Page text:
I was going to New York to pay a visit to my daughter who lives there. First things first though: I had to do a load of laundry. This is a very exerting job in my father-in-law’s appartement. It requires me going up and down the elevator four times. Down, to the laundry room in the basement of the building to put my load into the machines. Up, to wait for 25 minutes and read the paper. Down again, to stick the same load into the dryer for 30 minutes. Up again, 16 floors and read while waiting and yes, down again, to fold the laundry. Such an effort! I was exhausted after all that work (note: irony! Husband said, after reading this: really? Were you tired?)
Well, I took the Megabus of four o’clock pm to NYC. A great way to travel! I reserved tickets a couple of days in advance and paid $13! Because I wanted an aisle seat, I reserved a chair for $6 extra. Total for one way ticket: $19,00! Return ticket the same. For a 4,5 hour trip not bad. (Prices depend on type of days and how much in advance you book!).
Seats are reasonably comfy. I ended up on the top deck, in the very first front seat. Great view, but with the fast driving and the potholes in the road, a little bumpy and scary! Could take some good pictures, though.
On my way to the bus in Boston, I walked among the many commuters, well dressed, well groomed. And passed the chique restaurants with tables on their sidewalk patio’s. They have opened since the Greenway was established. So pleasant, so beautiful. Above the Greenway a gorgeous piece of art by Janet Echelman was installed. A gauzy looking, hammock like, enormous (ruim 2000 m2) netting/cloth in mainly orange, blue/green, oily colours. It moves and softly changes color in the wind (always blowing in this part of Boston) Very impressive. I was told it weighs more than a ton and is carefully anchored unto the buildings around the area. Title: As If It Were Already Here.
After my 4,5 hour trip on the bus plus an 1,5 hour by subway to daughters place in Crown Heights, I got off the train in a different world, it seemed. Litter everywhere on the streets. Whereas in Boston (my neighborhood) black people are an exception, here I am the stranger. I feel very white and Dutch. Millions of little shops, colorful people with rasta hats or other custumes, cars with boom boxes playing rap or reggea driving around. Many of the black people come from Jamaica, originally. And many of the women I see have ‘rythm’. Meaning: big wiggly buts. This was said to daughters’ black friend by somebody in the street: Sista’, you got rythm!’ It is a compliment!
Hassidic Jews are also quite a sight around Crown Heights. There is a large community here. The high hats, the women wearing wigs, the teenagers dressed not for fashion but only, it seems, to cover themselves completely. Long sleeves, long skirts, stockings, nothing really attractive is allowed.
How colorful though, how noisy, how wonderfully messy. I feel I’ve come back to reality. The affluence and the many tourists of my Boston neighborhood creates a kind of distance and isolation.
Here people more easily engage in a conversation, they live outside and comment on what’s going on (like the Rythm comment, :)) Daughter tells some of the shopowners I’m her mom and from that moment on I’m ‘Momma‘. ‘How you’re doin’, Momma?’, they will call to me in the next coming days. It feels homey and warm. It reminds me of Korea where my tall, blond, whiteness also made me stand out. Sometimes annoyingly so, but also a privilege! I was always greeted in stores and at the market. At first, standing anonymously in line at supermarkets in Holland took getting used to. It felt cold and lonely. Of course, it takes missing something before you really come to appreciate it! I was probably more irritated at the time in Korea…longing to be anonymous. Anyhow, now I feel at home in this sloppy, colorful. multicultural neighborhood, even when it means being adressed as Momma.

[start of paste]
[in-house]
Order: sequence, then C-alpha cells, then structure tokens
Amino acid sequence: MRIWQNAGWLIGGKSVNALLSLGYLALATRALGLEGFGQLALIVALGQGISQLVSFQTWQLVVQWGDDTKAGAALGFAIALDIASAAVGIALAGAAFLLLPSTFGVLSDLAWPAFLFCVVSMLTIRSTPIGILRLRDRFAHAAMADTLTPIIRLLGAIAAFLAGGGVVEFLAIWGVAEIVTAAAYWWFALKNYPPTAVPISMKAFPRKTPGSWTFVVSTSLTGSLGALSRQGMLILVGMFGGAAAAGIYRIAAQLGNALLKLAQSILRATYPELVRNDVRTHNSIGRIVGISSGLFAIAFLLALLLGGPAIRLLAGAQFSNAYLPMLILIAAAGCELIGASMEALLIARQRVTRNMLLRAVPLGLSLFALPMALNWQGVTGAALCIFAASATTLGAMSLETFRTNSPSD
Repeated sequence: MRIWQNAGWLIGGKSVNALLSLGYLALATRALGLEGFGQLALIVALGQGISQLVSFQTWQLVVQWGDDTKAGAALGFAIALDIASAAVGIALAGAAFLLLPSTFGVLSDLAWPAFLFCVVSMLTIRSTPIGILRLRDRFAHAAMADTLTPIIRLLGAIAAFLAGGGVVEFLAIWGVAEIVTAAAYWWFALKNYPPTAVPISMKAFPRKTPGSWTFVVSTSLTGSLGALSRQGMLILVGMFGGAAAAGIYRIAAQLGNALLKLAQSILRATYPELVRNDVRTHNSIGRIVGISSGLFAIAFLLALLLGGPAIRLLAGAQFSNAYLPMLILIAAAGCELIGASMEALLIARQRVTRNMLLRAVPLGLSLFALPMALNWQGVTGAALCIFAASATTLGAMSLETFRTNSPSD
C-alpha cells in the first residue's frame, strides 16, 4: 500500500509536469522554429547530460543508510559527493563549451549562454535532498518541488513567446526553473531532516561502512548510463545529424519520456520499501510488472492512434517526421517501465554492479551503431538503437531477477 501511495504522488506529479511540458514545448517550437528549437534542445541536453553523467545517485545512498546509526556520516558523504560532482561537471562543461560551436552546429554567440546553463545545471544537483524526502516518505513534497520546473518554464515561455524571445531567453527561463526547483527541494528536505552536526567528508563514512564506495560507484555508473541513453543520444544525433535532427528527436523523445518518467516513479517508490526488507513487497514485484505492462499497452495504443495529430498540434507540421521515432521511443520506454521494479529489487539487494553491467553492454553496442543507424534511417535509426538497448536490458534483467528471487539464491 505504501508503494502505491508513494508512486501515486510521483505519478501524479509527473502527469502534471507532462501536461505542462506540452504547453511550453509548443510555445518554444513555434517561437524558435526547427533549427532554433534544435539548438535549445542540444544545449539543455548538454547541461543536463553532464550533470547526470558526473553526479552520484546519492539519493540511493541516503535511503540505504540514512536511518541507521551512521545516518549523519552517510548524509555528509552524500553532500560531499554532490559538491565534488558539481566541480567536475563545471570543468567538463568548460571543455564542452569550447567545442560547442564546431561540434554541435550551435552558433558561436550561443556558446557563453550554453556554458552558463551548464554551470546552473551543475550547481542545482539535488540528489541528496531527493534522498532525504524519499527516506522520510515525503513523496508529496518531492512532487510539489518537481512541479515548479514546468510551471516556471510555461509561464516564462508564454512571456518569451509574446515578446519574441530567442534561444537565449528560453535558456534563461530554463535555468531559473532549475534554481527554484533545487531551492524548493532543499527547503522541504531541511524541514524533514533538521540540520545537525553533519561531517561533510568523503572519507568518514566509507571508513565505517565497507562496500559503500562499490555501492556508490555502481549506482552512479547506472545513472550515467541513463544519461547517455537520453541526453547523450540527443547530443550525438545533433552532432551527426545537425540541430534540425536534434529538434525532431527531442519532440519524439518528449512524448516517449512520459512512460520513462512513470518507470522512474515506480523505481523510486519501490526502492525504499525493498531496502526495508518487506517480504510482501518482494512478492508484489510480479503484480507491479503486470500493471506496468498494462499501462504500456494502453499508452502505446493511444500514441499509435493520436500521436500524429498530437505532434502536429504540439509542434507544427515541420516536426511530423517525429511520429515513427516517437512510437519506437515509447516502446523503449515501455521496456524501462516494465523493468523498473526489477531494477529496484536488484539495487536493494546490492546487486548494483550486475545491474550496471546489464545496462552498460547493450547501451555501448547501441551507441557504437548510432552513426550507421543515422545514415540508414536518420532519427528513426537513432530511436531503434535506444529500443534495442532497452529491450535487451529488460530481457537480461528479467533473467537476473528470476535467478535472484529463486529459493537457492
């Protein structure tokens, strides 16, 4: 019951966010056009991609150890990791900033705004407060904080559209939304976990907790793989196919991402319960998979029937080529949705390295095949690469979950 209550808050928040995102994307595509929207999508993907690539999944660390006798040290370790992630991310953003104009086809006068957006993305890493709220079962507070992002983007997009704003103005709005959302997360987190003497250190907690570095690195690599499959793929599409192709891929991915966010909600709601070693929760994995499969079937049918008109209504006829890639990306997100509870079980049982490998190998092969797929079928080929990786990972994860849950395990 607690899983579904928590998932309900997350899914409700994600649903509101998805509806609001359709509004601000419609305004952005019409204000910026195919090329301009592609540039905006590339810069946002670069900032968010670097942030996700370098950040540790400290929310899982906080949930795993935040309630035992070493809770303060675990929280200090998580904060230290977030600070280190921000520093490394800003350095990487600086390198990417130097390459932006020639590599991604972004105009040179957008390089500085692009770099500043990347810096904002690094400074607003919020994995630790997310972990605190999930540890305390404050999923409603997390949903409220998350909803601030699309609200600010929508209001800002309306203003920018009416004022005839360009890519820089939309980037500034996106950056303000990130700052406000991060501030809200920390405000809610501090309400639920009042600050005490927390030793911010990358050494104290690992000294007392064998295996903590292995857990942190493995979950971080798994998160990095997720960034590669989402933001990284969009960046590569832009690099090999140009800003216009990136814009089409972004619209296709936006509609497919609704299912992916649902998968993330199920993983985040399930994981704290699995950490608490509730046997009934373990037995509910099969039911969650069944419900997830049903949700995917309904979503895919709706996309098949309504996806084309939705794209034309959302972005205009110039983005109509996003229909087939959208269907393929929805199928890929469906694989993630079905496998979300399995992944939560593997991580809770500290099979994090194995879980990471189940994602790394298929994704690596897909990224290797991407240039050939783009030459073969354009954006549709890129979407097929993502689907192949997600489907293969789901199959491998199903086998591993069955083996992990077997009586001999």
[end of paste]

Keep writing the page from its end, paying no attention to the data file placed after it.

But the noíse…! At night I have a hard time sleeping, to put it mildly. People yell, play music, party and to top it off there is a firestation in daughters street, with huge trucks taking off once an hour or so, with loud sirens. When I finally dose off, I’m woken again by the screams, spouting from a church below the appartement. Doors wide open, people sing and dance and clap their hands. And the pastor gets going. This is no yelling. No screaming, This is what I call, having a fit! How can they stand it? The man has screamed his voice all hoarse and hardly has a voice left, and still he continues. It is a sign of the presence of the Spirit, is what they believe, I guess. An organ plays chords in an ever increasing crescendo.
This church is not the only one. On our way to our own church later we walk by several, small but loud gatherings of the saints. Many peope in the streets are in their sunday best, literally! Beautiful to see.
After church (Trinity Grace, Crown Heights) we walk around for a long time. We have a bite at Franklin Park, also called Dutch Boy Burger. Dutch Boy turns out to be an old paint brand. Next day we go to Park Slope, another area in Brooklyn. Much gentrified since the ’70s.
This happens to many neighborhoods in New York. Because rent is so extremely high, young people, students, artists, will move into cheap, poor neighborhoods because of affordable rents. But after a while these places become interesting to landlords who buy up whole blocks, renovate them minimally and then will rent them for double the price. Poor people are forced in the end to move away, out of these neighborhoods. The ‘hood will look increasingly beautiful, more green, with the old brownstones and historic places. By than it is an easy guess, rents are once again unaffordable for the original inhabitants and for young people. It is an ongoing cycle.
This process is just beginning to happen in the part of Crown Heights where daughter lives.